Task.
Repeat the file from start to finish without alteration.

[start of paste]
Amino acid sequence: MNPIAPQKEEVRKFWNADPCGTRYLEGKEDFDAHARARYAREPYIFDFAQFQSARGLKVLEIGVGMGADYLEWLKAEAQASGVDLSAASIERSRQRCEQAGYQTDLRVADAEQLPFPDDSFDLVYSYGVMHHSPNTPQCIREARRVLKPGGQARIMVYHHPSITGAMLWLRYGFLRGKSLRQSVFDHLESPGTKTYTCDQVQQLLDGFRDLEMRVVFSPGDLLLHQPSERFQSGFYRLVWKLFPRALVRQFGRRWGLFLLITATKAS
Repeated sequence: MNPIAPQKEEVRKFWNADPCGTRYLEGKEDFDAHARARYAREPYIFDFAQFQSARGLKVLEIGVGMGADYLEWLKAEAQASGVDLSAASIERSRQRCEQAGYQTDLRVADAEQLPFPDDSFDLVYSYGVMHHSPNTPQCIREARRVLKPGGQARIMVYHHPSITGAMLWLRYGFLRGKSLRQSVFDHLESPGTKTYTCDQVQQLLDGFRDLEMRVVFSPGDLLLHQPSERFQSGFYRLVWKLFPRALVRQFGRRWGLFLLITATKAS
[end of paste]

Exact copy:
Amino acid sequence: MNPIAPQKEEVRKFWNADPCGTRYLEGKEDFDAHARARYAREPYIFDFAQFQSARGLKVLEIGVGMGADYLEWLKAEAQASGVDLSAASIERSRQRCEQAGYQTDLRVADAEQLPFPDDSFDLVYSYGVMHHSPNTPQCIREARRVLKPGGQARIMVYHHPSITGAMLWLRYGFLRGKSLRQSVFDHLESPGTKTYTCDQVQQLLDGFRDLEMRVVFSPGDLLLHQPSERFQSGFYRLVWKLFPRALVRQFGRRWGLFLLITATKAS
Repeated sequence: MNPIAPQKEEVRKFWNADPCGTRYLEGKEDFDAHARARYAREPYIFDFAQFQSARGLKVLEIGVGMGADYLEWLKAEAQASGVDLSAASIERSRQRCEQAGYQTDLRVADAEQLPFPDDSFDLVYSYGVMHHSPNTPQCIREARRVLKPGGQARIMVYHHPSITGAMLWLRYGFLRGKSLRQSVFDHLESPGTKTYTCDQVQQLLDGFRDLEMRVVFSPGDLLLHQPSERFQSGFYRLVWKLFPRALVRQFGRRWGLFLLITATKAS